Every day, the Rafales operating from the French deployed air base (BAP) in the Levant take off to carry out their missions as part of Operation Chammal. On Wednesday 17 July, after several hours of flying over hostile territory, a Rafale was refueled for the first time by a German Air Force A400M.
This was a historical first for both aircraft, illustrating in an unprecedented way the cooperation between European members of the Counter-Daesch coalition in the Levant.
Integrated into the core of the Inherent Resolve operation, this European tanker, like the French C-135FR, supports coalition aircraft in the fight against Daesh. It is placed under the operational command of the Qatar-based Combined Air Operations Center (CAOC).
The Rafales received three tonnes of fuel for the first time from the German A400M, which allowed them to complete their mission which required over five hours in flight. Given the size of the theater, combat aircraft must rely on in-flight refueling to stay on-station and accomplish their mission. In-flight refueling capability is essential for all air operations in this theater.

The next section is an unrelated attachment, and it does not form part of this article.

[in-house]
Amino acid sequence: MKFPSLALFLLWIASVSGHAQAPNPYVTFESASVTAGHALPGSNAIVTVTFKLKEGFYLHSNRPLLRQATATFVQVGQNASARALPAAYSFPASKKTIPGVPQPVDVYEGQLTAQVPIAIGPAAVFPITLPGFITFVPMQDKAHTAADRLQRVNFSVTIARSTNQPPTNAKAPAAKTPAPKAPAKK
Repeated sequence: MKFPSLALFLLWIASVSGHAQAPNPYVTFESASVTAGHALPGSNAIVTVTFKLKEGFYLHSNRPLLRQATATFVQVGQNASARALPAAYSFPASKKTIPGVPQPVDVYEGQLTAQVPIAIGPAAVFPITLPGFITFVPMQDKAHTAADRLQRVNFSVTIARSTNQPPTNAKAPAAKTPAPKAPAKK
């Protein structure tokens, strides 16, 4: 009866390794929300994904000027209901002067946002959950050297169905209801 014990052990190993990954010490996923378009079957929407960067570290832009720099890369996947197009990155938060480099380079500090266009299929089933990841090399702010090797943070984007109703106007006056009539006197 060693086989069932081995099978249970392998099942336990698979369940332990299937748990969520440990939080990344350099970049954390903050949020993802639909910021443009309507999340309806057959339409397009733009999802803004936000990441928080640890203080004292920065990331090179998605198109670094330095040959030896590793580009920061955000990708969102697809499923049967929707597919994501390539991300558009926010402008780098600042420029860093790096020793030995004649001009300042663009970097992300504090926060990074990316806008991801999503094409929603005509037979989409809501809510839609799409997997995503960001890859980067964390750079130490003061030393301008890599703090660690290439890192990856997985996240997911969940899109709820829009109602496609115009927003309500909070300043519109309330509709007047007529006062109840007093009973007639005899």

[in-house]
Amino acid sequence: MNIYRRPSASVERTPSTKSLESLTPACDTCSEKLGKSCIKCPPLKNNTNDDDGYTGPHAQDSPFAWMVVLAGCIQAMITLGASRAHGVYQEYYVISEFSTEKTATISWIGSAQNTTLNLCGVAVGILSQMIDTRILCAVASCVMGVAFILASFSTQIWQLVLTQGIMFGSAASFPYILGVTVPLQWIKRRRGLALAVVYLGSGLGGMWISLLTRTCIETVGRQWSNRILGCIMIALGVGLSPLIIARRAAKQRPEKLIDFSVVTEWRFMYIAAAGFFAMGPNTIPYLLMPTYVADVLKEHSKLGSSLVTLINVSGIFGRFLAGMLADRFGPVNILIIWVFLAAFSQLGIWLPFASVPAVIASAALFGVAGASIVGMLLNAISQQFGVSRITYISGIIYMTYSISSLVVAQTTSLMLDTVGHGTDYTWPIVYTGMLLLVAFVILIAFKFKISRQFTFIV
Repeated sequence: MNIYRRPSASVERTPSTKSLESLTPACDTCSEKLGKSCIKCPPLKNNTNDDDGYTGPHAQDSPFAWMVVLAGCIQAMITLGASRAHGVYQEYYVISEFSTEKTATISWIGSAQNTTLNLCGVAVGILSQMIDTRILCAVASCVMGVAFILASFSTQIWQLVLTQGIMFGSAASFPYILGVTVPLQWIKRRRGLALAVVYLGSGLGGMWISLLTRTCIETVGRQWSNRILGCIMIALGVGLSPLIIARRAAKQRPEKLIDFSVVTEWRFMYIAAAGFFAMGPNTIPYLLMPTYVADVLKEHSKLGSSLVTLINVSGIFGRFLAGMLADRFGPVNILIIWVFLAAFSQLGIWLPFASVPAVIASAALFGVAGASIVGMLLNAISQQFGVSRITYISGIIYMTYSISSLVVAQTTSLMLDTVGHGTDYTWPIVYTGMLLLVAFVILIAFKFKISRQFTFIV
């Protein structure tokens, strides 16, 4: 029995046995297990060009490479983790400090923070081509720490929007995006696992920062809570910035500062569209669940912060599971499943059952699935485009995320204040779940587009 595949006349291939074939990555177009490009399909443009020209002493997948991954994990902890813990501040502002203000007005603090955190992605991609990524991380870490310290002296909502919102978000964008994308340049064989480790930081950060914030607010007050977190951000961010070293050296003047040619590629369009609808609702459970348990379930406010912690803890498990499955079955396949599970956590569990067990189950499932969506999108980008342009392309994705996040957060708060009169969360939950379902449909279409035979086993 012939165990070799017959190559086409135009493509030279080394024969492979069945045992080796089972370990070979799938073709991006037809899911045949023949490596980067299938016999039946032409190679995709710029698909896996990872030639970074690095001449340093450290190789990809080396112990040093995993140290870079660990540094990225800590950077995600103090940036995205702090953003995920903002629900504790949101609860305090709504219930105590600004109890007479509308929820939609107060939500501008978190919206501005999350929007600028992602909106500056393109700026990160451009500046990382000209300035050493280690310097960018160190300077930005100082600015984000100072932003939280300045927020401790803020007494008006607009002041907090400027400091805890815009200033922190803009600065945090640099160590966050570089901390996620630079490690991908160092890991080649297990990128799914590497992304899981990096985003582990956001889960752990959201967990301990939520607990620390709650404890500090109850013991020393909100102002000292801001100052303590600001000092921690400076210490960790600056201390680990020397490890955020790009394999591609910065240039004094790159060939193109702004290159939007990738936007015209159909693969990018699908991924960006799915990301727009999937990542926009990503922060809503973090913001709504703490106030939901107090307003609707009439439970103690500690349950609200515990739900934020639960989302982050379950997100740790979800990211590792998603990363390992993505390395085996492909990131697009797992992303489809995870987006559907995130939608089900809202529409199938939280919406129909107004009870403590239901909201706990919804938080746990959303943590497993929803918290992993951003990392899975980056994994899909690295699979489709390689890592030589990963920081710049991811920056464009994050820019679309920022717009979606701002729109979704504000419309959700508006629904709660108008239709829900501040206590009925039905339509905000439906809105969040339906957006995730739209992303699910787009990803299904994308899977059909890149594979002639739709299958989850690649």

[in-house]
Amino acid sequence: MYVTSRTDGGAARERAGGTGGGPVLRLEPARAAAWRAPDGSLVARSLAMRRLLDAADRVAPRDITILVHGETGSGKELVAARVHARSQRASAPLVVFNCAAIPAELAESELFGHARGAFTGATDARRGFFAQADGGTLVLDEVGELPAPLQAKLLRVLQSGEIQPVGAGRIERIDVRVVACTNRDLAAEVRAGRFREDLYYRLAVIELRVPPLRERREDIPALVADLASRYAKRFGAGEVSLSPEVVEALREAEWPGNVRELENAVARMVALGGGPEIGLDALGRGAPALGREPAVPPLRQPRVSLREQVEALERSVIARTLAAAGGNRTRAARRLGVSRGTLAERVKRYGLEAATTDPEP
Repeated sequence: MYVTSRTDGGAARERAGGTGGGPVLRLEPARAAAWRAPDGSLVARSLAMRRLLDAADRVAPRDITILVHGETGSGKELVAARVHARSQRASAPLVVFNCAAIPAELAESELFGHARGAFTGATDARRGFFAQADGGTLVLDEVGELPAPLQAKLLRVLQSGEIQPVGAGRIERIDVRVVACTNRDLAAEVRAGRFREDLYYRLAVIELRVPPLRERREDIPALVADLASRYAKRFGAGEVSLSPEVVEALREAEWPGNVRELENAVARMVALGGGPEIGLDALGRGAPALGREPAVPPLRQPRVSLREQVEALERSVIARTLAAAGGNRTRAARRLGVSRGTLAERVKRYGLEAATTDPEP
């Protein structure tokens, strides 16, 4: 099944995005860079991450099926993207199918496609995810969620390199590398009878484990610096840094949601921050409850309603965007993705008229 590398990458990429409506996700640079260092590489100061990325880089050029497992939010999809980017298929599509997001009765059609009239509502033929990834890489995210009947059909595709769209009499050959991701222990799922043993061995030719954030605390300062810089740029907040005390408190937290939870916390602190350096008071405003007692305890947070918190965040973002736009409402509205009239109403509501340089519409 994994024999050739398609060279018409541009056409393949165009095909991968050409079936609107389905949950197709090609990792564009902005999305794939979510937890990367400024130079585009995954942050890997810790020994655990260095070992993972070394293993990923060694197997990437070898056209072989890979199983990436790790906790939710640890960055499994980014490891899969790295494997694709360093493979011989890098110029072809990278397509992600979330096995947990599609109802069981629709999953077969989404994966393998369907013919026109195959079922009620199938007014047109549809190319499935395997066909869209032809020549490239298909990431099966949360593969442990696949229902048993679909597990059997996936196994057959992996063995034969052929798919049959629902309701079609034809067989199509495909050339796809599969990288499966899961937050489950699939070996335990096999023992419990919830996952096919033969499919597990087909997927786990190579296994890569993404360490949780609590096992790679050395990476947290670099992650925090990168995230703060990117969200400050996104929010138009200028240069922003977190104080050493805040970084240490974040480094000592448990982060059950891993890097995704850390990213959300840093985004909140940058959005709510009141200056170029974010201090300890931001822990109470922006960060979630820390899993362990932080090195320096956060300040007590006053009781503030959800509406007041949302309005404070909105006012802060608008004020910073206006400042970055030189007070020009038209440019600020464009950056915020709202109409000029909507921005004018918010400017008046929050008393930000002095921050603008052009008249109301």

Like the French, Italian and American tankers, the German tanker is equipped with two flexible under-wing nacelles to refuel one or two fighters at the same time. It thus guarantees all coalition aircraft the responsiveness, strategic reach and endurance necessary for air defense or support missions of the Syrian democratic forces in Syria and the Iraqi security forces in Iraq. The A400M can carry up to 50 tonnes of fuel.
Since the beginning of 2019, BAP jet fighters in the Levant have already carried out 450 sorties and over 1,000 air refueling operations from the various tankers of the coalition, which have proved necessary to ensure the success of the aerial operations of French fighters.